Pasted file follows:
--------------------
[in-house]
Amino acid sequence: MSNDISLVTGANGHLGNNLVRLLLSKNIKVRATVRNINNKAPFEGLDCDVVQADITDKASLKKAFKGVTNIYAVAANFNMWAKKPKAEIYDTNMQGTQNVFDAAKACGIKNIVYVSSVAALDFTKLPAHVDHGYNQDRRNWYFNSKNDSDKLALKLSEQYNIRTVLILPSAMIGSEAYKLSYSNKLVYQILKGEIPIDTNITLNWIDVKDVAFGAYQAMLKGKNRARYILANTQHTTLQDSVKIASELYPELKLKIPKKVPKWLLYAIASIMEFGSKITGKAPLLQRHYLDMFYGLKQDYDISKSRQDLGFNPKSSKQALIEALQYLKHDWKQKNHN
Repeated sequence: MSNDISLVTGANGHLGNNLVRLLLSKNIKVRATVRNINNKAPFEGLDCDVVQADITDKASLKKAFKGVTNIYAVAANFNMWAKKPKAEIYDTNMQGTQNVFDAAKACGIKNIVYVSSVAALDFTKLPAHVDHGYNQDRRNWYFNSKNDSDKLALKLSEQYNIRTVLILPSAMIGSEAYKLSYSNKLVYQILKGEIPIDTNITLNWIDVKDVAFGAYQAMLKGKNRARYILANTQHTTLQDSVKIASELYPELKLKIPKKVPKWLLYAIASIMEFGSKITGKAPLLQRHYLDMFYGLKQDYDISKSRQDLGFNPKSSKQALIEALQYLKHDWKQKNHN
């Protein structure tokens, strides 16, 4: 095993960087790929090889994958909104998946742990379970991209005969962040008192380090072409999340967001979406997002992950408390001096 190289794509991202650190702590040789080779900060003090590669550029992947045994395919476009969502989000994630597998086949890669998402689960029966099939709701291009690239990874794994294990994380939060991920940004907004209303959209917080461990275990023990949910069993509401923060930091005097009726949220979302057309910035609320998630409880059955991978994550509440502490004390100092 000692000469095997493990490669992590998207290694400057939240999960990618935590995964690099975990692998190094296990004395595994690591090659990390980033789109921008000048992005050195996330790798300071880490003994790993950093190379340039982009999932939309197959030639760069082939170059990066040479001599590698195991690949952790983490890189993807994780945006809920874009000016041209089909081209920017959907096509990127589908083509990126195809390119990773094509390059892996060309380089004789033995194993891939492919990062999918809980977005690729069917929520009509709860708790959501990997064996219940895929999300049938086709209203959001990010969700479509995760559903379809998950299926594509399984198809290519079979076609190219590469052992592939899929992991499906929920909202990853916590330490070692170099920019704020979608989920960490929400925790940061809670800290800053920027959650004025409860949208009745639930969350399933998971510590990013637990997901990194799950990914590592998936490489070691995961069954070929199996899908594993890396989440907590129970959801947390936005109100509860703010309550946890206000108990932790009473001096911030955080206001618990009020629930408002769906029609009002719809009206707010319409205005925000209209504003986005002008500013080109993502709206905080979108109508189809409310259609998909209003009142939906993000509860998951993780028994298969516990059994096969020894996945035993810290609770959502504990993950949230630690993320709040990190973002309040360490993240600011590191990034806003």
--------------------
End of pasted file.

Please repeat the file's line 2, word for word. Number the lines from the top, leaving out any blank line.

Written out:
Amino acid sequence: MSNDISLVTGANGHLGNNLVRLLLSKNIKVRATVRNINNKAPFEGLDCDVVQADITDKASLKKAFKGVTNIYAVAANFNMWAKKPKAEIYDTNMQGTQNVFDAAKACGIKNIVYVSSVAALDFTKLPAHVDHGYNQDRRNWYFNSKNDSDKLALKLSEQYNIRTVLILPSAMIGSEAYKLSYSNKLVYQILKGEIPIDTNITLNWIDVKDVAFGAYQAMLKGKNRARYILANTQHTTLQDSVKIASELYPELKLKIPKKVPKWLLYAIASIMEFGSKITGKAPLLQRHYLDMFYGLKQDYDISKSRQDLGFNPKSSKQALIEALQYLKHDWKQKNHN